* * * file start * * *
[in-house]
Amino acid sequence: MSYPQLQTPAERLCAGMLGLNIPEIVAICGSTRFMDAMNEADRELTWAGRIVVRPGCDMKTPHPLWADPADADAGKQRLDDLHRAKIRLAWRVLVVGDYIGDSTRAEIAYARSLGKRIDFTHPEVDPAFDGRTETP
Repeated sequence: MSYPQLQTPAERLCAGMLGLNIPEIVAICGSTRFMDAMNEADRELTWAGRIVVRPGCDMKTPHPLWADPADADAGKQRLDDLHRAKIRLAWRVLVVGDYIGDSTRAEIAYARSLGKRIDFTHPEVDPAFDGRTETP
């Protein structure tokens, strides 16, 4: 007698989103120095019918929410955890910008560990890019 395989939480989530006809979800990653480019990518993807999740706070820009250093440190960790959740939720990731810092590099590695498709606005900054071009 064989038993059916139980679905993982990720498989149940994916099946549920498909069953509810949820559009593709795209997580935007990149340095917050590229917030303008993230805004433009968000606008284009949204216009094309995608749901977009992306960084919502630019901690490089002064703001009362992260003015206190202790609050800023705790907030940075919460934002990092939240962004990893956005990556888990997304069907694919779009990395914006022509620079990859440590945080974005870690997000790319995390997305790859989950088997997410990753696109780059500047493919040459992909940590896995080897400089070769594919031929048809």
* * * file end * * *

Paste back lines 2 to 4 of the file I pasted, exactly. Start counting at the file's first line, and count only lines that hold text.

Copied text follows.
Amino acid sequence: MSYPQLQTPAERLCAGMLGLNIPEIVAICGSTRFMDAMNEADRELTWAGRIVVRPGCDMKTPHPLWADPADADAGKQRLDDLHRAKIRLAWRVLVVGDYIGDSTRAEIAYARSLGKRIDFTHPEVDPAFDGRTETP
Repeated sequence: MSYPQLQTPAERLCAGMLGLNIPEIVAICGSTRFMDAMNEADRELTWAGRIVVRPGCDMKTPHPLWADPADADAGKQRLDDLHRAKIRLAWRVLVVGDYIGDSTRAEIAYARSLGKRIDFTHPEVDPAFDGRTETP
């Protein structure tokens, strides 16, 4: 007698989103120095019918929410955890910008560990890019 395989939480989530006809979800990653480019990518993807999740706070820009250093440190960790959740939720990731810092590099590695498709606005900054071009 064989038993059916139980679905993982990720498989149940994916099946549920498909069953509810949820559009593709795209997580935007990149340095917050590229917030303008993230805004433009968000606008284009949204216009094309995608749901977009992306960084919502630019901690490089002064703001009362992260003015206190202790609050800023705790907030940075919460934002990092939240962004990893956005990556888990997304069907694919779009990395914006022509620079990859440590945080974005870690997000790319995390997305790859989950088997997410990753696109780059500047493919040459992909940590896995080897400089070769594919031929048809």